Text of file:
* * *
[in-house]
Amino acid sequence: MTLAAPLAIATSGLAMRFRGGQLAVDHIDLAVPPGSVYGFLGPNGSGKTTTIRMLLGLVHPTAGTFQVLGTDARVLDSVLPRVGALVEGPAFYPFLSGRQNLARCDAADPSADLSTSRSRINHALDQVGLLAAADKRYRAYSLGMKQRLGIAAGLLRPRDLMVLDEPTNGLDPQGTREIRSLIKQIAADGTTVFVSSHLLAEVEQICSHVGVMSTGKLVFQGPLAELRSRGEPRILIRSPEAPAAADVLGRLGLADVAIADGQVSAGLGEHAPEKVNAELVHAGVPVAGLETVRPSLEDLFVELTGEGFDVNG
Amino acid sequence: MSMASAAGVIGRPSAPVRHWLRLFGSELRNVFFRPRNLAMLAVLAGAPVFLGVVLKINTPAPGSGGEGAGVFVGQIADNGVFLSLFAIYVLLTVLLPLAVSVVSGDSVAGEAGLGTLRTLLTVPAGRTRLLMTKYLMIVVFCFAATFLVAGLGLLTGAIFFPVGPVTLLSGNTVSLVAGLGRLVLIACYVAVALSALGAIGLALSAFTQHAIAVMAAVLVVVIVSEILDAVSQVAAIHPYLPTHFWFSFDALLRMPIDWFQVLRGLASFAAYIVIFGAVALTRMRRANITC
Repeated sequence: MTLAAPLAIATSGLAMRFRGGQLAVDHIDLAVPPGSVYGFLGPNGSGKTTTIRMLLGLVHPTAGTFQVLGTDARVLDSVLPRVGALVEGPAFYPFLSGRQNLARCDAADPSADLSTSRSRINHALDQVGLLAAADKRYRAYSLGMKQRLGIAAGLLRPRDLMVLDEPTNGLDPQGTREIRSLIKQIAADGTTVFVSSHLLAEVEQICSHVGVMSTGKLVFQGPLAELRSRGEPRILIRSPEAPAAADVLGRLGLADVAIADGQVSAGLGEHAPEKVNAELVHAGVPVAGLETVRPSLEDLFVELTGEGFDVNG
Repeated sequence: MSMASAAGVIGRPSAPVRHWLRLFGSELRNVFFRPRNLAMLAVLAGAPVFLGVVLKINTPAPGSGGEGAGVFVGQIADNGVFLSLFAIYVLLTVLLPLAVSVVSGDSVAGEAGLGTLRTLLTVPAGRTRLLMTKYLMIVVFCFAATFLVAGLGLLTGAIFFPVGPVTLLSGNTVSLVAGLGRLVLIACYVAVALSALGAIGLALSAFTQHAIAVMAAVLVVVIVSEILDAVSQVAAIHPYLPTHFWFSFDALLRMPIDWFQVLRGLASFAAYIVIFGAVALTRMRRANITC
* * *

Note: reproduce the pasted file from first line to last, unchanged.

[in-house]
Amino acid sequence: MTLAAPLAIATSGLAMRFRGGQLAVDHIDLAVPPGSVYGFLGPNGSGKTTTIRMLLGLVHPTAGTFQVLGTDARVLDSVLPRVGALVEGPAFYPFLSGRQNLARCDAADPSADLSTSRSRINHALDQVGLLAAADKRYRAYSLGMKQRLGIAAGLLRPRDLMVLDEPTNGLDPQGTREIRSLIKQIAADGTTVFVSSHLLAEVEQICSHVGVMSTGKLVFQGPLAELRSRGEPRILIRSPEAPAAADVLGRLGLADVAIADGQVSAGLGEHAPEKVNAELVHAGVPVAGLETVRPSLEDLFVELTGEGFDVNG
Amino acid sequence: MSMASAAGVIGRPSAPVRHWLRLFGSELRNVFFRPRNLAMLAVLAGAPVFLGVVLKINTPAPGSGGEGAGVFVGQIADNGVFLSLFAIYVLLTVLLPLAVSVVSGDSVAGEAGLGTLRTLLTVPAGRTRLLMTKYLMIVVFCFAATFLVAGLGLLTGAIFFPVGPVTLLSGNTVSLVAGLGRLVLIACYVAVALSALGAIGLALSAFTQHAIAVMAAVLVVVIVSEILDAVSQVAAIHPYLPTHFWFSFDALLRMPIDWFQVLRGLASFAAYIVIFGAVALTRMRRANITC
Repeated sequence: MTLAAPLAIATSGLAMRFRGGQLAVDHIDLAVPPGSVYGFLGPNGSGKTTTIRMLLGLVHPTAGTFQVLGTDARVLDSVLPRVGALVEGPAFYPFLSGRQNLARCDAADPSADLSTSRSRINHALDQVGLLAAADKRYRAYSLGMKQRLGIAAGLLRPRDLMVLDEPTNGLDPQGTREIRSLIKQIAADGTTVFVSSHLLAEVEQICSHVGVMSTGKLVFQGPLAELRSRGEPRILIRSPEAPAAADVLGRLGLADVAIADGQVSAGLGEHAPEKVNAELVHAGVPVAGLETVRPSLEDLFVELTGEGFDVNG
Repeated sequence: MSMASAAGVIGRPSAPVRHWLRLFGSELRNVFFRPRNLAMLAVLAGAPVFLGVVLKINTPAPGSGGEGAGVFVGQIADNGVFLSLFAIYVLLTVLLPLAVSVVSGDSVAGEAGLGTLRTLLTVPAGRTRLLMTKYLMIVVFCFAATFLVAGLGLLTGAIFFPVGPVTLLSGNTVSLVAGLGRLVLIACYVAVALSALGAIGLALSAFTQHAIAVMAAVLVVVIVSEILDAVSQVAAIHPYLPTHFWFSFDALLRMPIDWFQVLRGLASFAAYIVIFGAVALTRMRRANITC